No more survivors are expected to be found from a deadly boat crash on a craggy Australian island this week and officials are preparing memorial services for the 30 people known to have died, the immigration minister said Saturday.
Officials have said the boat could have been carrying as many as 100 Iraqi, Iranian and Kurdish asylum seekers when it shattered against cliffs in stormy seas on Wednesday. The bodies of 30 men, women and children were retrieved from the ocean, while 42 people were rescued.
“The search has moved from a search for survivors to a search for bodies,” Immigration Minister Chris Bowen said Saturday.
Bowen said memorial services for the victims will be held at the Christmas Island detention center on Sunday and Monday. The island community is also planning a service, as many residents witnessed the disaster and tried to give assistance as the boat splintered and passengers were tossed into the water.
On Friday, asylum seekers at the detention center expressed remorse and anger at the incident by staging two protests. Some chanted, “Help me, U.N.,” and complained of how long they have been held in detention.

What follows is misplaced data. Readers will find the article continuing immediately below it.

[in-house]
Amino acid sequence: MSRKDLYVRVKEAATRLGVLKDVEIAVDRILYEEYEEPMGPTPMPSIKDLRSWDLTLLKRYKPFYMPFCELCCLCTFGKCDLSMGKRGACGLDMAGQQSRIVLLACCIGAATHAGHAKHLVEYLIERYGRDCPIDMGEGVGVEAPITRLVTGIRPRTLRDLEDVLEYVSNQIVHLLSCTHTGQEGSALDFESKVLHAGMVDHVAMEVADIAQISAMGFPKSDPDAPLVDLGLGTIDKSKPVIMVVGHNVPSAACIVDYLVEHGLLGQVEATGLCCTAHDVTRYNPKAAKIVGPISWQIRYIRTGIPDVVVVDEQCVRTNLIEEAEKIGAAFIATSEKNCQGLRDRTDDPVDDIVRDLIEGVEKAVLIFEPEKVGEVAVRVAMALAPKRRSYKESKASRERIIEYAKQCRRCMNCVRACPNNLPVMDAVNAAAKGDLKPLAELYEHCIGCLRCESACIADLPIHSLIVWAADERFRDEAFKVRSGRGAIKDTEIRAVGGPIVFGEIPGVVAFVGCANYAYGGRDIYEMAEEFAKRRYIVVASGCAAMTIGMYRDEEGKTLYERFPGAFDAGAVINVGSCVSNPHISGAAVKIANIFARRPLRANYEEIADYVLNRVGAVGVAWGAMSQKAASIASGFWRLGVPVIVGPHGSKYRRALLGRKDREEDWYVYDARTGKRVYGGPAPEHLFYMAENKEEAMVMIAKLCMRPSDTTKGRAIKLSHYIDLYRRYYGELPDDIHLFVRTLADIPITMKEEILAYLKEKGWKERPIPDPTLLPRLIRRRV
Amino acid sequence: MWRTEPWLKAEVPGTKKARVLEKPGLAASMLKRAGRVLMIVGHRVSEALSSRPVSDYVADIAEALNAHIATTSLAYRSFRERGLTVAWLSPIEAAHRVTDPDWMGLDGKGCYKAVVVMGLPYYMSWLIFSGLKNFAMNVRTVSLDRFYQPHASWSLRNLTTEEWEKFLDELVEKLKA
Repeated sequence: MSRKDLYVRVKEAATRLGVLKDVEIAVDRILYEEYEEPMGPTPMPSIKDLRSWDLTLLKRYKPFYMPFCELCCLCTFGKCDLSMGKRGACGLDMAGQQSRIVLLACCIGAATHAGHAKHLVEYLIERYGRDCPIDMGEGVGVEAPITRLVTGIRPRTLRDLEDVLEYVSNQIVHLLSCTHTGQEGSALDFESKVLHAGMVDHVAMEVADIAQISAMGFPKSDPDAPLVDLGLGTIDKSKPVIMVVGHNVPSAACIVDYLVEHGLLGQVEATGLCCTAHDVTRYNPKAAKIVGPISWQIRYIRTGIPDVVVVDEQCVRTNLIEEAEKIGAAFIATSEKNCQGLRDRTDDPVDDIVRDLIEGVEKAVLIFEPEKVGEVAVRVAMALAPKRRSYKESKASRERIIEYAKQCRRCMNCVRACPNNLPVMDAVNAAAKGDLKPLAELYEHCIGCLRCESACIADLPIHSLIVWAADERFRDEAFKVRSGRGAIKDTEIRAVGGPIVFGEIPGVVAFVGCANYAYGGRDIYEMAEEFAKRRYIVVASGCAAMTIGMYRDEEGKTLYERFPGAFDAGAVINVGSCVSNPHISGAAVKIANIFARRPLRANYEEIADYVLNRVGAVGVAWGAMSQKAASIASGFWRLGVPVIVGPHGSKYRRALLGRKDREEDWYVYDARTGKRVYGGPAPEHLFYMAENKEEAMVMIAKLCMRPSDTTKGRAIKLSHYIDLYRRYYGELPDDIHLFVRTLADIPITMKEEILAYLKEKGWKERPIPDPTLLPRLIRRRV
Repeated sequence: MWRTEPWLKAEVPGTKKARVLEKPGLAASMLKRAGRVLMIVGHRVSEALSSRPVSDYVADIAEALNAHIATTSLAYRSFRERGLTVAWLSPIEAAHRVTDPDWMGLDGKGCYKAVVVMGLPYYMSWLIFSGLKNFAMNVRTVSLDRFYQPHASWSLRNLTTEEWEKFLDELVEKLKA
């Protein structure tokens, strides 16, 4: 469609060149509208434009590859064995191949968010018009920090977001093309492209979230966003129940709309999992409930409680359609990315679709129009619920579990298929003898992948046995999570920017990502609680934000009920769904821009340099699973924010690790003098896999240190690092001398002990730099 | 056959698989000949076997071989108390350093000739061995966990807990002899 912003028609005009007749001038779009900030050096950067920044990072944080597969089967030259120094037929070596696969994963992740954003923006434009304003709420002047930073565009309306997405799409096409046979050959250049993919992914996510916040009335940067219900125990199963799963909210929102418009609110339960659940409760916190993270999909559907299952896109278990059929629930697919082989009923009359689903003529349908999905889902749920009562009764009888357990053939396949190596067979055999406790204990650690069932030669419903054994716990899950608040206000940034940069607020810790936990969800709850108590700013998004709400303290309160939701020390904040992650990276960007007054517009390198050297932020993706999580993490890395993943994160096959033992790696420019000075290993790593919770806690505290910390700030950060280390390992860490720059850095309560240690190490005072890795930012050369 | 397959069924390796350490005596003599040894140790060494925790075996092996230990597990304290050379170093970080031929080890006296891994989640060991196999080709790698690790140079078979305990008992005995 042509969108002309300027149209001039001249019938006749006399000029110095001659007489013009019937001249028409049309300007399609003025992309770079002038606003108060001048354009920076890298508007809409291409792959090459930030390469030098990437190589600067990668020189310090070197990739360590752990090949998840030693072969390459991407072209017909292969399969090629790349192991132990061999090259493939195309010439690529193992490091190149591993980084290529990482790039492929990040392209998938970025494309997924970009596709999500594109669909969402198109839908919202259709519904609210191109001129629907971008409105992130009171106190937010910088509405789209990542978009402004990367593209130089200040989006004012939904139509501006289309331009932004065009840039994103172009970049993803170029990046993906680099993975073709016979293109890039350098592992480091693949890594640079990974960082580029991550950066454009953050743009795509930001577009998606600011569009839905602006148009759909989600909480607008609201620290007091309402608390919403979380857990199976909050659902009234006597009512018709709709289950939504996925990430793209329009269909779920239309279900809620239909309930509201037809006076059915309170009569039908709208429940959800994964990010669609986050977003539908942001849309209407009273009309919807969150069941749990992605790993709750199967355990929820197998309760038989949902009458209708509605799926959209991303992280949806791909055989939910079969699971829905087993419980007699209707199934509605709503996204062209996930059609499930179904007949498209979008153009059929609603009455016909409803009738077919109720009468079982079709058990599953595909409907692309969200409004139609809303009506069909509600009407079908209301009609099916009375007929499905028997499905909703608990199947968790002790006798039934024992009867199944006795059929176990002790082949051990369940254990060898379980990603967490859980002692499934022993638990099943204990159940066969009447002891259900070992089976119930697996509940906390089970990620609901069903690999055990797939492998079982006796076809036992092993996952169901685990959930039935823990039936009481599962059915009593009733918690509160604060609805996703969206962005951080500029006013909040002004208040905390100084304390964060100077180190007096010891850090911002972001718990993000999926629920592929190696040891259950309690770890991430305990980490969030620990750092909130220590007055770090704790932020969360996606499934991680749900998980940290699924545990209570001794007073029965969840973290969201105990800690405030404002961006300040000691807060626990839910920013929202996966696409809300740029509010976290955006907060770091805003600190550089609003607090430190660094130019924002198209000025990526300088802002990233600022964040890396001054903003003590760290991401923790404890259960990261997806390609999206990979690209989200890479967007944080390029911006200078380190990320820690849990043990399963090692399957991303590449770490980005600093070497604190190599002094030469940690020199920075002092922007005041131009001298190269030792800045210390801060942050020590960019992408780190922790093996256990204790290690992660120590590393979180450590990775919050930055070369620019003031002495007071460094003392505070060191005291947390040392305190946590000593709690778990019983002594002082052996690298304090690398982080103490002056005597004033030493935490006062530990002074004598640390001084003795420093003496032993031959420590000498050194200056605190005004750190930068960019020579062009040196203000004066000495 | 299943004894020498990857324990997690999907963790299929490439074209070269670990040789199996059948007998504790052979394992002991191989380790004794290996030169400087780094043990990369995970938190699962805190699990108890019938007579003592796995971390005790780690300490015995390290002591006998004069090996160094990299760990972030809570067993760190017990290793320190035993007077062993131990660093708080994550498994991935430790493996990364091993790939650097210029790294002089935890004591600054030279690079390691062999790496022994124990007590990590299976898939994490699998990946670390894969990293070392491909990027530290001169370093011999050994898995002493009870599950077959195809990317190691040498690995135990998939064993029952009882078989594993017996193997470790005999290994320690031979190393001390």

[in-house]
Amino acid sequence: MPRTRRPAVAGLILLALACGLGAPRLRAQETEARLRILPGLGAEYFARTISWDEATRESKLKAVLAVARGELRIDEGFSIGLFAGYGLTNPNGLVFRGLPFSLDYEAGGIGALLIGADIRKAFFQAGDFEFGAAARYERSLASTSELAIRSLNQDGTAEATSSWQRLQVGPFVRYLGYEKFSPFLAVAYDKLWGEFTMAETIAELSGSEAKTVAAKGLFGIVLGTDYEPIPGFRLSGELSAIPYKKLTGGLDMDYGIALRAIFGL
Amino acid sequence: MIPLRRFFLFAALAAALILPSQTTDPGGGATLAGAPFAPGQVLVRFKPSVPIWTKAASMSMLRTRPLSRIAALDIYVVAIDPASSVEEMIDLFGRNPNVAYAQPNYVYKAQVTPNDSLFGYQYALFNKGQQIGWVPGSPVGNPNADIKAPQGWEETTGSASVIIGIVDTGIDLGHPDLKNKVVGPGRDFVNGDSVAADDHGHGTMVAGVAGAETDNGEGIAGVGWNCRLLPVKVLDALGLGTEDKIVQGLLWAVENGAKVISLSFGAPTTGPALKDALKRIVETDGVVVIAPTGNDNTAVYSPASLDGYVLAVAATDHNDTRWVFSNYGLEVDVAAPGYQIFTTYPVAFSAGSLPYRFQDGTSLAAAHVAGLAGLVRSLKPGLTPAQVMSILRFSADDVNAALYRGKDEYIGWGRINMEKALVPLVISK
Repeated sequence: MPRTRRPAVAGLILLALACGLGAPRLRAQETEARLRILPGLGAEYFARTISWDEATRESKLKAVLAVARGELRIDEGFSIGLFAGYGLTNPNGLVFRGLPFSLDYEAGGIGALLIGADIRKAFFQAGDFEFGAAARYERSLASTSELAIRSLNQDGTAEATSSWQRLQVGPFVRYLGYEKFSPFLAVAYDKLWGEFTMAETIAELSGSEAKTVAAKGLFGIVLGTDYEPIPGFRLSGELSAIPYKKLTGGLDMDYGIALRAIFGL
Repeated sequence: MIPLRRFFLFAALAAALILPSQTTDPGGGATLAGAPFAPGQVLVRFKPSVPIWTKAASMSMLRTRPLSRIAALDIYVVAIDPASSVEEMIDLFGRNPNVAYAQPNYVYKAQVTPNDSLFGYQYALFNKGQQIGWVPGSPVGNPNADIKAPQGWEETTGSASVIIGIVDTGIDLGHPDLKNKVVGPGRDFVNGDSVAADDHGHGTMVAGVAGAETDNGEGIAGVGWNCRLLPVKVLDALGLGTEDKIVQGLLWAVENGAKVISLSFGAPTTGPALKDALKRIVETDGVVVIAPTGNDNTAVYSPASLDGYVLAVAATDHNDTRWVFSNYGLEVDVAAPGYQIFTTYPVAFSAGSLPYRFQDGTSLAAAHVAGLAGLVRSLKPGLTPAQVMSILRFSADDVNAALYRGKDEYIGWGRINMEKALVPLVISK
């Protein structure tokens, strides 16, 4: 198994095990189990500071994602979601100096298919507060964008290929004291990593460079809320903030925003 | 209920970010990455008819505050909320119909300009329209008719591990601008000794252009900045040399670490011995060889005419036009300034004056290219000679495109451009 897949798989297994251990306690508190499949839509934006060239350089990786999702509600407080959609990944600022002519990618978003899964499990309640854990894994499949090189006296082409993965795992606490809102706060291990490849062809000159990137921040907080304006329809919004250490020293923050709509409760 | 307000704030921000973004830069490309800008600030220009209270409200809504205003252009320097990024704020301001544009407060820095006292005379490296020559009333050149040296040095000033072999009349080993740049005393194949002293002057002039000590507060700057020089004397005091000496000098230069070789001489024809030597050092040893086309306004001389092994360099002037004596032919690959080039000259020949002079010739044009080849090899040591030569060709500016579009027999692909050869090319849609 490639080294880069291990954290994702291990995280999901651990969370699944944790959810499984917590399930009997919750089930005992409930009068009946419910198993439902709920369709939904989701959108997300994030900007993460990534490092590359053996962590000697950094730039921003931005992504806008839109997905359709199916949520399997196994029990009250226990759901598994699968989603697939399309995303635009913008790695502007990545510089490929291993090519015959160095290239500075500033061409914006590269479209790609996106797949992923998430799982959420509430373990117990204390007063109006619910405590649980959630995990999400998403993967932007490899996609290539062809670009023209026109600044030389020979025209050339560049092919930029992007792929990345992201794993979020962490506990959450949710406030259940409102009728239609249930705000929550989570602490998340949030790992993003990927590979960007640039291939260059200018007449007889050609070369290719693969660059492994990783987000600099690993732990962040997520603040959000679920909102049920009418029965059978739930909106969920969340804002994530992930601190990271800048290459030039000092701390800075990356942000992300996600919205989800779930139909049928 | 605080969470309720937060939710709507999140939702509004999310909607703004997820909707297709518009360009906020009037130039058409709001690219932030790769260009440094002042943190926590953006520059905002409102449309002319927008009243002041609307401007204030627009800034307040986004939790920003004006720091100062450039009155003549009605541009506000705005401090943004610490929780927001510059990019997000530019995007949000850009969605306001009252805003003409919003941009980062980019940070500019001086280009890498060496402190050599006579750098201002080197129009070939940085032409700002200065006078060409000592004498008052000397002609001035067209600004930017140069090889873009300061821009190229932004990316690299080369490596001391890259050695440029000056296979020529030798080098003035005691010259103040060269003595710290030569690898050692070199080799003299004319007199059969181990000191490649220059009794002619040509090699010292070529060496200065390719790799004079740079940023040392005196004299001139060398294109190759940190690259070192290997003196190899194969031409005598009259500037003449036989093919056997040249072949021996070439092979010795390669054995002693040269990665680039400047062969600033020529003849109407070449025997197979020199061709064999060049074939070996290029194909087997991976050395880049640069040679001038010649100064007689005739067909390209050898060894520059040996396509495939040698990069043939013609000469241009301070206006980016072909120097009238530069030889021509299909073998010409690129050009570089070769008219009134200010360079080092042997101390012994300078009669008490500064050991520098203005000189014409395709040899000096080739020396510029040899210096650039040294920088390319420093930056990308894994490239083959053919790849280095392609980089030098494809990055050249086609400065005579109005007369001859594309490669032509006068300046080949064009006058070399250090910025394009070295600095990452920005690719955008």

Bowen said the protests were peaceful and the center was calm Saturday.
The tragedy has once again put the spotlight on the three-year-old Labor government’s struggle to come up with an effective refugee policy. Critics on both sides say the current approach encourages asylum seekers to undertake perilous sea journeys.
In 2001, a Liberal government under Prime Minister John Howard imposed strict laws that included mandatory detention for asylum seekers, offshore detention centers and only temporary visas for those who were granted refugee status. The boats largely stopped coming.
When the Labor Party swept to power in late 2007, it relaxed the previous government’s strict refugee laws as part of an effort to forge a fairer and more humane process.
Since then, boat arrivals have increased steadily. More than 120 carrying at least 6,000 people landed in 2010, the highest in 20 years. Currently the country takes 13,500 people annually, down from 21,000 a decade ago.
Hassan Varasi, an Afghan who came to Australia by boat in 2001, said nothing will stop people who are desperate to escape violence in their home countries.
“You’ll do anything to save your life, even risking it on one of those boats,” he said.